How to bite the bullet ? See this Economic plan for Europe and see this paper on how the euro-system might be redesigned. Both are collected in the book Common Sense: Boycott Holland. Cut up the banks into retail and business. The retail banks can all be franchises of the Central Bank, and we would not need a European system of deposit insurance since the Central Bank has always money. Invest, invest, and invest. Do not rely on business banks to generate the required investments but set up a back-up system for investments when there is a recession (like now). And this advice comes from a careful economist.

These are the fundamentals. Let us now consider the discussion under Maybrit’s elegant guidance.

Oskar Lafontaine makes a surprising re-entry on the German national floor. The Napoleon of the Saar has established a reputation of some opportunism, but at this table he rightly points out that Europe has been saving the banks rather than the people (though people need banks). He calls Angela Merkel the courtisane of the rich, which proves again that when it comes to love the world likes to use French words. Lafontaine also mentions, later in the discussion, that Germany partakes in wage dumping. This is indeed part of the analysis. The current policy is to seduce companies to invest for exports but countries should deliberately set up investments in the home economy.

Professor Bernd Lucke of Hamburg University is creating a new political party Alternative für Deutschland to move Germany out of the euro. He agrees with Lafontaine on the banks. Lucke explains that wages in Greece and Italy have to be lowered by 30% to make them competitive. He doesn’t see this happening without a return to exchange rates. This isn’t quite true. When you abolish exchange rates then you can create an explicit mechanism that produces the same effect. Tax exports from surplus countries (exchange rate appreciation) and subsidize exports from deficit countries (depreciation). Also, countries should rather invest in their home economies rather than for exports. Reorganisation of the banks and abolition of the tax void for the labour markets will cause a world boom. The situation can be handled without a return to the DM.

Dirk Müller is also known as “Mr. DAX” (the German stock exchange) and teams up with professor Lucke. The euro was not required to get peace. The years with the DM had peace. The euro was introduced with the fallacy that it would contribute to peace but it is now that we see fighting in the streets of Europe. A section of Athens reminds of a third world country. The crisis is still not under control. Berlusconi is not a clown but a danger. The main worry however is France. No words of love now. Return to the DM.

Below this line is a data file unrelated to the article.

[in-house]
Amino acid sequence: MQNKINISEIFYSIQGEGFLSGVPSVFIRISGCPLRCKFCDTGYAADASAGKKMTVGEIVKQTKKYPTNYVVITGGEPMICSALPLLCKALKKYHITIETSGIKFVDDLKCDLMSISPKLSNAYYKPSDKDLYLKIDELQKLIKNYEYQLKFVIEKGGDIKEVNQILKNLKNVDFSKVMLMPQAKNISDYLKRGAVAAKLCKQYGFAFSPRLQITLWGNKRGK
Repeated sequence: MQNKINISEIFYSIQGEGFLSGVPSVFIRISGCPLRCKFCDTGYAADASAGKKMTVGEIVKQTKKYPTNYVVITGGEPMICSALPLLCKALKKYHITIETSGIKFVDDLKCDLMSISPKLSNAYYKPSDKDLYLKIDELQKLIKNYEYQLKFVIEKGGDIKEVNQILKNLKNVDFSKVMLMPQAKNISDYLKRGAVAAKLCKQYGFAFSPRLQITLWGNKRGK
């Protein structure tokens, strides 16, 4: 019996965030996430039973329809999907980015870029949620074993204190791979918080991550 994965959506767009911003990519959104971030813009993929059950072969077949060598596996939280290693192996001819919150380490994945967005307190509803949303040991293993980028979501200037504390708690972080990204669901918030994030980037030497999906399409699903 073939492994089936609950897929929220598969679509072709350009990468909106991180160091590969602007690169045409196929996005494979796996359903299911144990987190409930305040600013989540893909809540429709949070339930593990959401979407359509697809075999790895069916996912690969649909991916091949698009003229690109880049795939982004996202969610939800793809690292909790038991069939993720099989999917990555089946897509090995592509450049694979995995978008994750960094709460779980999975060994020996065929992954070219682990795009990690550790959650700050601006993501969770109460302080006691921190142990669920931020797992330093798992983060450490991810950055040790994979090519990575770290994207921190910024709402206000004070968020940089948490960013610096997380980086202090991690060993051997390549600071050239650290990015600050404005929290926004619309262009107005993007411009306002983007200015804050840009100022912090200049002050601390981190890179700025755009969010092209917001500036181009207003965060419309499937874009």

Italian journalist Flaminia Bussotti (ANSA) tries to be an objective journalist and to defend the honour of her country. Unemployment of 11% and for the youth 38%. Monti’s cutbacks have been severe, and Maybrit shows us the images of the Italian minister Elsa Fornero who burst out in tears when announcing the ‘sacrifices’. Bussotti has the good point that Italy doesn’t quite ‘profit’ from an interest rate higher than 6%.

Luxemburg’s foreign minister Jean Asselborn rightly explains that we should not just care about the sentiments of the financial markets but also about people and the public trust. He misses his chance to burst out in tears however, it would have made him instantly famous. He also explains that he doesn’t know the technical details, which seems to be part of the problem, i.e. EU political leaders trying to win trust without knowing what they are talking about. He advances the argument that Germany should be grateful to the Southern Europeans that they have been borrowing money to buy BMWs, though he seems to forget that paying off loans is a good idea too. He holds that the euro is a project of ‘give and take’, but he doesn’t go into details indeed: who gives and who takes. Also, the euro is a project for peace. It is unlikely that Maybrit will invite him again, not only because he calls her ‘madame’ but also since he doesn’t explain that Europe is bleeding also to save the banks in Luxemburg. Apparently Luxemburg also uses a different clown costume than the rest of Europe.

The final guest is Rainer Brüderle, the leader of the parliamentarian fraction of the FDP , the minority government party. He takes the hard line. If Italy wants to, it can step out of the euro.

Maybrit is shocked: And the banks, aren’t they too big to fail ? Dirk Müller holds that they may go bankrupt and then be nationalised. Government debt should no longer be without risk. Let those people suffer who have been dumb enough to invest their money in government paper. Back to the DM.

Brüderle mentions Holland on minute 24 as an example of a good country that has been following a low wage policy. Thus he doesn’t see that this is wage dumping and contributes to the problem. When Brüderle starts to explain that Greece has been following a wrong policy for years, and now has to suffer the consequences, he finds strong opposition from Lucke. It had been promised that the euro would have no bailout, but the ESM provides this, and so slow that Greece and Italy will need many years to do something about the 30% lack of competitiveness. Brüderle suggests that Lucke talks as a professor and that what he says has no relevance for the real world. Problem solved, no questions asked in the German parliament about wage dumping.